Glen had not been in good health for some time; he was a lifelong smoker with a history of heart problems. Nevertheless, his death came as a shock to all of us.
Glen's obituary, which was written by his daughter Laura, ran in last Thursday's Temple Daily Telegram, but for some reason is not archived on their obituaries page. In the interests of posterity, I am reprinting it here in its entirety.
Of course, what is unsaid about Glen's life is just as important as what is said in the obit. Glen suffered a severe mental breakdown in the early 1980s, one which essentially erased his memory and caused him to suddenly leave his home and family in Oregon. Glen's whereabouts were unknown to everyone for several months, and we all feared the worst until he finally surfaced in Alabama. Glen's mental state improved with therapy, and he embarked on the herculean - and ultimately successful - task of rebuilding his life from complete scratch while in his 40s. Although we think that PTSD related to his service in Vietnam was a factor, we will never know with certainty what stresses and traumas caused Glen to suffer such a profound psychological calamity. He was an enigmatic person, even to those closest to him, and there are many things about his life that we will never know.
In spite of his life's difficulties, however, Glen Johnston was probably one of the nicest people I will ever know. He was gentle and friendly, had a dry sense of humor and was never judgmental.
To say that this has been a difficult time for my mother's side of the family (they've already suffered one loss this year) would be an understatement. Glen will be missed by all of us.
Glen Edwin Johnston, 67, of Morgan's Point Resort died November 20, 2007, at the Temple VA Medical Center.
He was born December 14, 1939 in Seminole, Oklahoma, to Henry William and Ruth Ella Mitchem Johnston. He attended school in Bowlegs, Oklahoma, and graduated from Seminole High School in 1957. He received a bachelor's degree in music education from Central State College in Edmond, Oklahoma, in 1962, then became the high-school band director in Rush Springs, Oklahoma.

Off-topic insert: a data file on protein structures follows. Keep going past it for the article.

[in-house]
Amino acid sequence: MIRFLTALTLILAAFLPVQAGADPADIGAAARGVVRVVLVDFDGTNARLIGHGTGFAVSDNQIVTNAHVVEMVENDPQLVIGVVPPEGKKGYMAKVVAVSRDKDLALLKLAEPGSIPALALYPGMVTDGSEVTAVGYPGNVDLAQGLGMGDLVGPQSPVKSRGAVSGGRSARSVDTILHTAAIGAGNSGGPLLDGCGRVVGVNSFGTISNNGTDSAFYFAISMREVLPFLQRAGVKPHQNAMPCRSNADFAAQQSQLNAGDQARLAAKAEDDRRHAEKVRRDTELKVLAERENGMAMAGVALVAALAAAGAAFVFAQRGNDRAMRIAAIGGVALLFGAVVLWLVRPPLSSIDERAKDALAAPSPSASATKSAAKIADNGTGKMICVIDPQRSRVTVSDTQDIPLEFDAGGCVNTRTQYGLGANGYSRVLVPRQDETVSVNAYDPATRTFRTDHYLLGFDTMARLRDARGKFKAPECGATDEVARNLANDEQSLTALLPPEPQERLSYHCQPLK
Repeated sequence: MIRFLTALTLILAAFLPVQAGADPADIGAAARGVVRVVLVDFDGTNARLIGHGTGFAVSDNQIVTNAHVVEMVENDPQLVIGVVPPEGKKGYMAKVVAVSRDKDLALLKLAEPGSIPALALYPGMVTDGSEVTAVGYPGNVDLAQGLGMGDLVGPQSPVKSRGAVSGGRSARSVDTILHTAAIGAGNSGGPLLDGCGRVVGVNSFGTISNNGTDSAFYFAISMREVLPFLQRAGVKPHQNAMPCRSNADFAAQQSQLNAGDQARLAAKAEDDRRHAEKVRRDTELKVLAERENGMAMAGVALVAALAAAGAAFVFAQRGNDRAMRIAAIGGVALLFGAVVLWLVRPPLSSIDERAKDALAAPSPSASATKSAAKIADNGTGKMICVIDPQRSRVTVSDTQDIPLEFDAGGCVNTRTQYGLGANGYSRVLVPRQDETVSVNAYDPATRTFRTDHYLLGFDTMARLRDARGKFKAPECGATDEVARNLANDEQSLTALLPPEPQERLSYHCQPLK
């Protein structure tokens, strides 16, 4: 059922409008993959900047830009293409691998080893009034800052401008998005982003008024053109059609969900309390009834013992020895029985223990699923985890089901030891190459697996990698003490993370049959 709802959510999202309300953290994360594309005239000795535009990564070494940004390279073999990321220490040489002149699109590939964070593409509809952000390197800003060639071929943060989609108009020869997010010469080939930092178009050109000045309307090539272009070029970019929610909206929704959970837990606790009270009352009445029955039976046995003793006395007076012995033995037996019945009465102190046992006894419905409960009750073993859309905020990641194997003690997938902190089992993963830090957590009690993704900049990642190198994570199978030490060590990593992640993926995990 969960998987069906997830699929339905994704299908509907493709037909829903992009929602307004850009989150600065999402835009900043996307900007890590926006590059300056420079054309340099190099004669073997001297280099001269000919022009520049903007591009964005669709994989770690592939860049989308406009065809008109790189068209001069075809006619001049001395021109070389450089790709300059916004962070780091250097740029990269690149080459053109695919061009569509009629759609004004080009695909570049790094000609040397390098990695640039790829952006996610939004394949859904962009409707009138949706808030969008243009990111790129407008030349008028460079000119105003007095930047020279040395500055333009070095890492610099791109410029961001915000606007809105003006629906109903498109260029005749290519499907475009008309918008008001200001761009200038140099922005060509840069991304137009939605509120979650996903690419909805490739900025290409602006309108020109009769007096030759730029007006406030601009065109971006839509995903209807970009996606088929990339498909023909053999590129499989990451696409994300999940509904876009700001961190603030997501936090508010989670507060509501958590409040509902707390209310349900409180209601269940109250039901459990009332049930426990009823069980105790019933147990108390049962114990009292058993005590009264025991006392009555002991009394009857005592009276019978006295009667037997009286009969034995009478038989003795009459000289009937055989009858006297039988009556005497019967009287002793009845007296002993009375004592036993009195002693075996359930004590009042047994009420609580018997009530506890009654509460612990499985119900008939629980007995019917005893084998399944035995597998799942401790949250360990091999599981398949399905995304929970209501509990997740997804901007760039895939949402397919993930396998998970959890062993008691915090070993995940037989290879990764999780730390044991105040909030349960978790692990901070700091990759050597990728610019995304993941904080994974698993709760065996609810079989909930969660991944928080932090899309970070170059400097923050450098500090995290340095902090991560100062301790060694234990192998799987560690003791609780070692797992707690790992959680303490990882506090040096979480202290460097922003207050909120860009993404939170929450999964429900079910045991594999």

He was commissioned as a U.S. Naval officer November 22, 1963. He served on a minesweeper and a destroyer during the Vietnam War and received the Vietnam Honor Medal with combat action ribbon, among others. He was discharged in 1973 as a lieutenant.
He and his family moved to Bellfountain, Oregon, and took up farming. Glen earned a bachelor's degree in agricultural education in 1975 from Oregon State University. He worked as a realtor in Corvallis, Oregon.
He began work as an equipment salesman for Mohawk Equipment in Temple in 1985. He migrated to MTC when that company bought Mohawk, and stayed there until his retirement in 2005.
He married Katherine Jane Wilkins December 27, 1961, in Edmond. They later divorced. He married Barbara Lyman in 1980 in Corvallis. They later divorced.
Glen was both smarter and kinder than he let on. He enjoyed ships, fishing, crossword puzzles interesting machinery and unusual automobiles.
Survivors include daughters Laura (Frank Graham) of North Platte, Nebraska, and Elinor of Los Angeles, and their mother Jane; sisters Dorothy of Temple and Rosemary (Horace) Gray of Houston; brothers Jim (Carolyn) of Beaverton, Oregon; and Joe of Dodge City, Kansas; many nieces, nephews and friends including Jim Lane and Cheri Coninx; and his beloved poodle Charley.
He was preceded in death by his father in 1957 and his mother in 2000.
The body was cremated. His ashes will be buried at sea. A private memorial will be at a later date.
Arrangements are with Temple Funeral Home.